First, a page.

Courage: Going in alone against the Necromancer

In Peter Jackson’s new Hobbit film, “The Desolation of Smaug,” there is a striking scene when Gandalf approaches the lair of the Necromancer, a powerful sorcerer who is building up a great army to conquer Middle Earth. The Necromancer is, in fact, Sauron, the Lord of the Rings. (The Hobbit movies are set 60 years before Frodo sets out on a quest to destroy Sauron’s One Ring with the help of his companions.)

In the scene, Gandalf enters the Necromancer’s lair, Dol Guldor, alone. He tells his friend and fellow wizard, Radagast, not to come with him but to go back to their powerful allies and ask for help. Gandalf determines to go in alone for a strategic purpose: the Necromancer has not yet regained his full power and is not ready to launch his attack on Middle Earth, so Gandalf sees a chance to force his enemy’s hand into making a premature strike. By going in, Gandalf will flush the Necromancer out of hiding and into the open, where he can be seen by the good forces of Middle Earth and defeated in time. But this means Gandalf places himself in great danger, for as strong and brave as he is, he alone is not a match for the Necromancer. Gandalf faces this dark and powerful enemy with no hope for himself, for he will likely be killed. Yet, that is what Gandalf sees must be done for the sake of Middle Earth and for his friends. So, alone, Gandalf the Grey stands toe-to-toe with an enemy too strong for him. Courage looks like this:
  • You face your enemy.
    We all have had enemies. They may go by other names: “business competitor,” “ex,” “democrat/republican,” “estranged friend,” “in-laws.” An enemy is “a person who feels hatred for, fosters harmful designs against, or engages in antagonistic activities against another; an adversary or opponent.”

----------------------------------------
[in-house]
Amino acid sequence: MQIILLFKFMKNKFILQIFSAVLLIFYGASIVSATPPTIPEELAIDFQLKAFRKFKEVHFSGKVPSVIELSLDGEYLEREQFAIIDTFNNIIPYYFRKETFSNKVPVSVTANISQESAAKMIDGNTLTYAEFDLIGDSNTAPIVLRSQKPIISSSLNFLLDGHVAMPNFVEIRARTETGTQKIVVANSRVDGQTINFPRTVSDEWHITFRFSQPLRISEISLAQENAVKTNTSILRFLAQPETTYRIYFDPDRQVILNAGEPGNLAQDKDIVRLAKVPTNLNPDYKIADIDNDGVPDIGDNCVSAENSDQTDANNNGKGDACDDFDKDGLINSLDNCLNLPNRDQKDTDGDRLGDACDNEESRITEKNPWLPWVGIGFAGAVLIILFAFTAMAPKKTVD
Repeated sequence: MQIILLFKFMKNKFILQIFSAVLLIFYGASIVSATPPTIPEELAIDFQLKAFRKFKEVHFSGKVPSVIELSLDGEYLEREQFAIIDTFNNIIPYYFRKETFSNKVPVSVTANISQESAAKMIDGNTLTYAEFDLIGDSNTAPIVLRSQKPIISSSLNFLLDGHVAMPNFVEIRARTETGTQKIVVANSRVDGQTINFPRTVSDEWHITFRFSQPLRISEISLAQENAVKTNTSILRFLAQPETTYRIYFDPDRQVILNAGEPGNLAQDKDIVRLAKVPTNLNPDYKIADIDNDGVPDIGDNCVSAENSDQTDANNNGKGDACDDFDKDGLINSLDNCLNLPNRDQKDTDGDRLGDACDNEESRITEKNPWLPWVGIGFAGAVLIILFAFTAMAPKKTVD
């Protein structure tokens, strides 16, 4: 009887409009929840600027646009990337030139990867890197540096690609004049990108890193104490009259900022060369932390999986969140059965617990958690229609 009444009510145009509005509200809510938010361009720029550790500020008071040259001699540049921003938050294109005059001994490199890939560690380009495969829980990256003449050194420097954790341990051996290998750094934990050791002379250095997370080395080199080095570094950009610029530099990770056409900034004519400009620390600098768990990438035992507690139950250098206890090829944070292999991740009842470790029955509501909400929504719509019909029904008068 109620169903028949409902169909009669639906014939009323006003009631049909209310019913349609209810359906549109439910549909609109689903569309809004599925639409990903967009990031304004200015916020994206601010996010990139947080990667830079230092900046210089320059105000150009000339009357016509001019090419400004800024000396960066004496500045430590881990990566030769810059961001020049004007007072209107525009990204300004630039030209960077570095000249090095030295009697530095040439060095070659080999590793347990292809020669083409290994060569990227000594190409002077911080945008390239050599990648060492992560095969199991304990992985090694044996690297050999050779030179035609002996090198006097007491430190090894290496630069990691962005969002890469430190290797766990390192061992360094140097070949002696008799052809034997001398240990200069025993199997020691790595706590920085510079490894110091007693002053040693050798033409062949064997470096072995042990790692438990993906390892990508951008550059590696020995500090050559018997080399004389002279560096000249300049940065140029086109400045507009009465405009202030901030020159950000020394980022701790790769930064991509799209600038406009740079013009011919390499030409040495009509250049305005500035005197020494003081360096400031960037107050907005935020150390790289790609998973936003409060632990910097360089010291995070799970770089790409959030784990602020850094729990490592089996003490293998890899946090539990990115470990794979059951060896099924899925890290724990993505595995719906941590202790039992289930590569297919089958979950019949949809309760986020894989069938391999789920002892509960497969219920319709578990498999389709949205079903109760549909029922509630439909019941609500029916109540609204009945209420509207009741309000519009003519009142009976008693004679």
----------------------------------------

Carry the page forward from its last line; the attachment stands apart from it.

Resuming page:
But from the first pages of Scripture, man has had a far stronger enemy than anyone made of flesh and blood. “Your adversary the devil prowls around like a roaring lion, seeking someone to devour” (1 Peter 5:8). Courage means looking behind all your worldly enemies and facing your greatest enemies: “spiritual forces of evil.” (Ephesians 6:12).
  • Your enemy is greater than you.
    The devil and his demons are far older, smarter, and more skilled than you. They have a simple mission: finding your weak points, attacking you, and destroying you. Whereas they are constantly thinking about you, you are often not aware of them. They have their eyes on you, like Sauron’s eye was always spying on the good forces in Middle Earth. Your enemy, the devil, has been crafting his schemes against humanity since Adam and Eve. And he is powerful, having once been the highest of the angels, and still he disguises himself as an angel of light (2 Corinthians 11:14). Next to an angel, a human being is weak. Courage is not blind to that fact.
  • Your weakness is overshadowed by Christ.
    When you are courageous, your enemy’s power is less intimidating. Courage frees you to stand against the darkness rather than retreat from it. But only a Christian can do this. Only one joined to Christ has the authority to resist Satan. Jesus told his disciples, “Heal the sick, raise the dead, cleanse lepers, cast out demons.” Jesus expects his followers to be able to conquer the enemy because they do it in Christ’s name.
Leave a reply below: What do you think about this scene from the film?
Brett Brett (39 Posts)

PhD Student in Pastoral Theology at Southern Seminary. Married to Rachael. Father of two girls and a boy. Louisville, KY.

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